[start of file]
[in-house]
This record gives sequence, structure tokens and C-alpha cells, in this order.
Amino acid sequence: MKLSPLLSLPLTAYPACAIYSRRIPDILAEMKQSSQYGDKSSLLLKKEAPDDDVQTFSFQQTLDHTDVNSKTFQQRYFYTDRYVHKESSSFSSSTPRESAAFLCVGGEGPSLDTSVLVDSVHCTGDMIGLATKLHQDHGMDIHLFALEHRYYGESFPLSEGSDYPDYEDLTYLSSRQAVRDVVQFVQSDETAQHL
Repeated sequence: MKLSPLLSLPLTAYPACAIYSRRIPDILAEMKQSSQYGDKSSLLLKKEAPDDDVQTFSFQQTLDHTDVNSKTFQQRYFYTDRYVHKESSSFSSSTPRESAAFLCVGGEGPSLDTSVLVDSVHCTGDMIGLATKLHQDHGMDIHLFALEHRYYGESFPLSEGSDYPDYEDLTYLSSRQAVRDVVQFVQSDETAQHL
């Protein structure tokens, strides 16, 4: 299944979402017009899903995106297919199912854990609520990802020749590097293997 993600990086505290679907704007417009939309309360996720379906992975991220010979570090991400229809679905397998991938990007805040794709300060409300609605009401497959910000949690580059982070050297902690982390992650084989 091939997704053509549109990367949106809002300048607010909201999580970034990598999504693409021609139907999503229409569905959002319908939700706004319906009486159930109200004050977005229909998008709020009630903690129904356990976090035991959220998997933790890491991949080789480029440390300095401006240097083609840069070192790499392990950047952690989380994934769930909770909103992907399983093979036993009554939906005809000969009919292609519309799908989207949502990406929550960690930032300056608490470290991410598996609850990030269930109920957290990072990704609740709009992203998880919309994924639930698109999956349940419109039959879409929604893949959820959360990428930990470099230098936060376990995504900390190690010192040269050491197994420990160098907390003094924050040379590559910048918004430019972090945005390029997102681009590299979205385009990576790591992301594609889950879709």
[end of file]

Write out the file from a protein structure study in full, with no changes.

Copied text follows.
[in-house]
This record gives sequence, structure tokens and C-alpha cells, in this order.
Amino acid sequence: MKLSPLLSLPLTAYPACAIYSRRIPDILAEMKQSSQYGDKSSLLLKKEAPDDDVQTFSFQQTLDHTDVNSKTFQQRYFYTDRYVHKESSSFSSSTPRESAAFLCVGGEGPSLDTSVLVDSVHCTGDMIGLATKLHQDHGMDIHLFALEHRYYGESFPLSEGSDYPDYEDLTYLSSRQAVRDVVQFVQSDETAQHL
Repeated sequence: MKLSPLLSLPLTAYPACAIYSRRIPDILAEMKQSSQYGDKSSLLLKKEAPDDDVQTFSFQQTLDHTDVNSKTFQQRYFYTDRYVHKESSSFSSSTPRESAAFLCVGGEGPSLDTSVLVDSVHCTGDMIGLATKLHQDHGMDIHLFALEHRYYGESFPLSEGSDYPDYEDLTYLSSRQAVRDVVQFVQSDETAQHL
């Protein structure tokens, strides 16, 4: 299944979402017009899903995106297919199912854990609520990802020749590097293997 993600990086505290679907704007417009939309309360996720379906992975991220010979570090991400229809679905397998991938990007805040794709300060409300609605009401497959910000949690580059982070050297902690982390992650084989 091939997704053509549109990367949106809002300048607010909201999580970034990598999504693409021609139907999503229409569905959002319908939700706004319906009486159930109200004050977005229909998008709020009630903690129904356990976090035991959220998997933790890491991949080789480029440390300095401006240097083609840069070192790499392990950047952690989380994934769930909770909103992907399983093979036993009554939906005809000969009919292609519309799908989207949502990406929550960690930032300056608490470290991410598996609850990030269930109920957290990072990704609740709009992203998880919309994924639930698109999956349940419109039959879409929604893949959820959360990428930990470099230098936060376990995504900390190690010192040269050491197994420990160098907390003094924050040379590559910048918004430019972090945005390029997102681009590299979205385009990576790591992301594609889950879709």